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Education Brings a Better Tomorrow
Like many girls in Shilaquan Qiaolu Villag, Dongxiang County of Northwest China's Gansu Province, Ma Jinhua had never entered the grounds of a school because she was too poor.

She used to be busy with household chores with her mother day after day, but she dreamed for years of going to school.

The dream finally came true two years ago, when the 10-year-old got a scholarship from Qiaolu School in the village.

Ma was one of the beneficiaries of the Gansu Basic Education Project (GBEP), a cooperation project between China and Britain which has been mainly operated in Dongxiang, Jishishan, Hezheng and Kangle counties of the Linxia Hui Autonomous Prefecture in Northwest China's Gansu Province.

Funded by the British Government Department for International Development (DFID), the project started in 1999 and will run for six years with a total investment of some US$18 million. It is managed by the Gansu Provincial Education Department, with support from a team of international and national consultants provided by England's Cambridge Education Consultants (CEC) firm.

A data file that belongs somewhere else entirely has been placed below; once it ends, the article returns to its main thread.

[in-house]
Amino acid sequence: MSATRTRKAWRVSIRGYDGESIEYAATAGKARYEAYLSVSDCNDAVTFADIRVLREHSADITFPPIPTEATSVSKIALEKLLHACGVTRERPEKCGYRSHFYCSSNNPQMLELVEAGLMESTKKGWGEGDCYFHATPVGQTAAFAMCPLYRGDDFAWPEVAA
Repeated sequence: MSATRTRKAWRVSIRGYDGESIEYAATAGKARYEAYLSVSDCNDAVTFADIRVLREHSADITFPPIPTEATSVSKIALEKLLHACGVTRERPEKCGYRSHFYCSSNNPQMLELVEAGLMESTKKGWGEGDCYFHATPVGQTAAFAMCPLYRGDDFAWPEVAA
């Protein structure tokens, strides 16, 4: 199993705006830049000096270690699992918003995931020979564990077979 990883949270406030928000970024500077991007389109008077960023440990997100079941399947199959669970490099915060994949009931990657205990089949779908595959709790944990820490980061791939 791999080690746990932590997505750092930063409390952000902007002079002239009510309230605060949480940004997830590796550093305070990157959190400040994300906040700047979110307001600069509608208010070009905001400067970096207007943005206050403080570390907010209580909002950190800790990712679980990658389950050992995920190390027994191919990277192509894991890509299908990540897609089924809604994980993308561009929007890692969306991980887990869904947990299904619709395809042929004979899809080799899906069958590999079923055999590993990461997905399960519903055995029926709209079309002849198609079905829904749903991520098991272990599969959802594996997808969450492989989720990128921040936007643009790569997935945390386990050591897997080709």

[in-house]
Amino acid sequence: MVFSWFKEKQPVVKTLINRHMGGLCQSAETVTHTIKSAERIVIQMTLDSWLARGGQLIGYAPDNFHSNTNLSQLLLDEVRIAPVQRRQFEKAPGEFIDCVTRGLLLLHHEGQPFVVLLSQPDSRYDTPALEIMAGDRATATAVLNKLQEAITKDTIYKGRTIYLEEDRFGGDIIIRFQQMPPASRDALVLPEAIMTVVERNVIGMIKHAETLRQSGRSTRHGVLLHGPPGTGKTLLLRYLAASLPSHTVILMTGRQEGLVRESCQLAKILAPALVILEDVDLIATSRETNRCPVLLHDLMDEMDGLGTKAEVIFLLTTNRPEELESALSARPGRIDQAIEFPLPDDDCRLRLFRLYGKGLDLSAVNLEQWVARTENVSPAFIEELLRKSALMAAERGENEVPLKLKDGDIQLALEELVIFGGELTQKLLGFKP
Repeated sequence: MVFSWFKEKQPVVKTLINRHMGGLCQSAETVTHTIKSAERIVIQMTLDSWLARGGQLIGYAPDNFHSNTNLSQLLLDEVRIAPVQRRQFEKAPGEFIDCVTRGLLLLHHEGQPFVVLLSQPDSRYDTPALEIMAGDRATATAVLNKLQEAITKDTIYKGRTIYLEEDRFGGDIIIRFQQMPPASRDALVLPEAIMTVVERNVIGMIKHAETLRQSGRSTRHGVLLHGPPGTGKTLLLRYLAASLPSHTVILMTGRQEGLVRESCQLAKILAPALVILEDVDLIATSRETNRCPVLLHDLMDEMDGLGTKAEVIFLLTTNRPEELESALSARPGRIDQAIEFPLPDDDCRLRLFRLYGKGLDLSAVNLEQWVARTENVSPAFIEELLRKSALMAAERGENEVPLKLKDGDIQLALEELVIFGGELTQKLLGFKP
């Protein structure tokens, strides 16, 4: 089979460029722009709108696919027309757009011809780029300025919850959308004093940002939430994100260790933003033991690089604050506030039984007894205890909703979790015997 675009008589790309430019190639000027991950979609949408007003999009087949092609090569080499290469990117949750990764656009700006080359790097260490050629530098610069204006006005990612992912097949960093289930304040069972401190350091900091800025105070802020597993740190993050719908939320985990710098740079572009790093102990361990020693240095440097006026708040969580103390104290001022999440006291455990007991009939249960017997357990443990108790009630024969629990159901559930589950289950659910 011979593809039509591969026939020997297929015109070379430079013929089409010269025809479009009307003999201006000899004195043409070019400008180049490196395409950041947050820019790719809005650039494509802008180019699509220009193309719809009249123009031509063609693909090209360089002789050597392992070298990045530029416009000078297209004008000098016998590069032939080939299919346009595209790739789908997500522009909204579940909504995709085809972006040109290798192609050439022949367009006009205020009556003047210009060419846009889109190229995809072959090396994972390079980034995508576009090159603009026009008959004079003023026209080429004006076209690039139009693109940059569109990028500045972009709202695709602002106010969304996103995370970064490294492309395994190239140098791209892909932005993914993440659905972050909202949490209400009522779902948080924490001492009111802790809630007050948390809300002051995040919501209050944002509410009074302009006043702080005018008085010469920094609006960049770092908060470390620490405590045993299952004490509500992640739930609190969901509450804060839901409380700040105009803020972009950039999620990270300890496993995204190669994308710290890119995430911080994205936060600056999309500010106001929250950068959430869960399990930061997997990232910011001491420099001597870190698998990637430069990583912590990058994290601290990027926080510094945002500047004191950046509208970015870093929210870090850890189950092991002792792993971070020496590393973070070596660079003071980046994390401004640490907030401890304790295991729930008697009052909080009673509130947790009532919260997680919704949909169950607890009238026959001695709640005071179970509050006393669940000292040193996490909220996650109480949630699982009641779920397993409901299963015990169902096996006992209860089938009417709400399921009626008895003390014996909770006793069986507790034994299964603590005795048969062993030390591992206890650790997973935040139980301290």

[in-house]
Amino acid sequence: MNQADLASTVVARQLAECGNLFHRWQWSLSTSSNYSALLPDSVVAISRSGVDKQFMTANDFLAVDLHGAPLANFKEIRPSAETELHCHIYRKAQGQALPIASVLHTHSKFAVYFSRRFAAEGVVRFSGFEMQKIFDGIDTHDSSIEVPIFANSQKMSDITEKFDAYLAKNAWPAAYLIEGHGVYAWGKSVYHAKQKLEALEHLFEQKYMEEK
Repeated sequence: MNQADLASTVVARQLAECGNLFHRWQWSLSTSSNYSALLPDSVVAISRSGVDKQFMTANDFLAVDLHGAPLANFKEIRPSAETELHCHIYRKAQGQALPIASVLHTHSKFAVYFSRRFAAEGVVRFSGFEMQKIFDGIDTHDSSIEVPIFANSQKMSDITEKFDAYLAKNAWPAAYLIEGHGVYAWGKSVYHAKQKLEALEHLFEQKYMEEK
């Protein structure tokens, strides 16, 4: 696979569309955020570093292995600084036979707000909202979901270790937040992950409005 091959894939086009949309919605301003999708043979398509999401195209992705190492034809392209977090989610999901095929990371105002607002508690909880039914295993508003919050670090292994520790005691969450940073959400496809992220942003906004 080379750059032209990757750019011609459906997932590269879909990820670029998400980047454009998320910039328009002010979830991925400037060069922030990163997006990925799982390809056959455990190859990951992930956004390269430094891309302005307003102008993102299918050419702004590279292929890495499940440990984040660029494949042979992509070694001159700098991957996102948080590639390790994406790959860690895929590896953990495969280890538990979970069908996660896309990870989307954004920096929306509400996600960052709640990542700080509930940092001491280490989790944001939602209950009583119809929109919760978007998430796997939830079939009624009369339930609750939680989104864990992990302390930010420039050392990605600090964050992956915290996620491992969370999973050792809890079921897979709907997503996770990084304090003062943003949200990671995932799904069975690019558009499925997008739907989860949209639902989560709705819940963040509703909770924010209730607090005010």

The goal of the project is to help Gansu to universalize primary education by 2005 and achieve the nine-year compulsory education goal by 2010, according to Li Weiguo, deputy director of the Gansu Provincial Education Department.

"We hope to help more girls and boys from poor and minority population families to enter and complete the primary and junior middle school cycles in Gansu, especially in the four target counties, and to help reduce the inequalities within the educational system," Li added.

Four years since the project was first carried out, the enrolment of school-aged children in the four counties has increased from 71 percent to 87, said Li.

New Access to School

Located in remote mountainous terrain, the four counties are the most poverty-stricken areas in Gansu.

About 50 percent of the population is not Han people and most of them are Muslims.

"The main barrier to school attendance is poverty and the inability of parents to bear the costs of schooling," said Hu Wenbin, an education adviser who is in charge of CEC's consultant team.

Economic factors were compounded by gender and minority status issues. Official statistics showed that enrolment rates for girls in the counties were below those for boys and on average 10 percent below their representation in the population.

"Many parents have a higher desired level of education attainment for sons than for daughters," Hu said.

The situation for girls was particularly severe in Dongxiang, with only about 30 percent of the primary school pupils being female. Many girls of school age like Ma used to be denied access to schooling.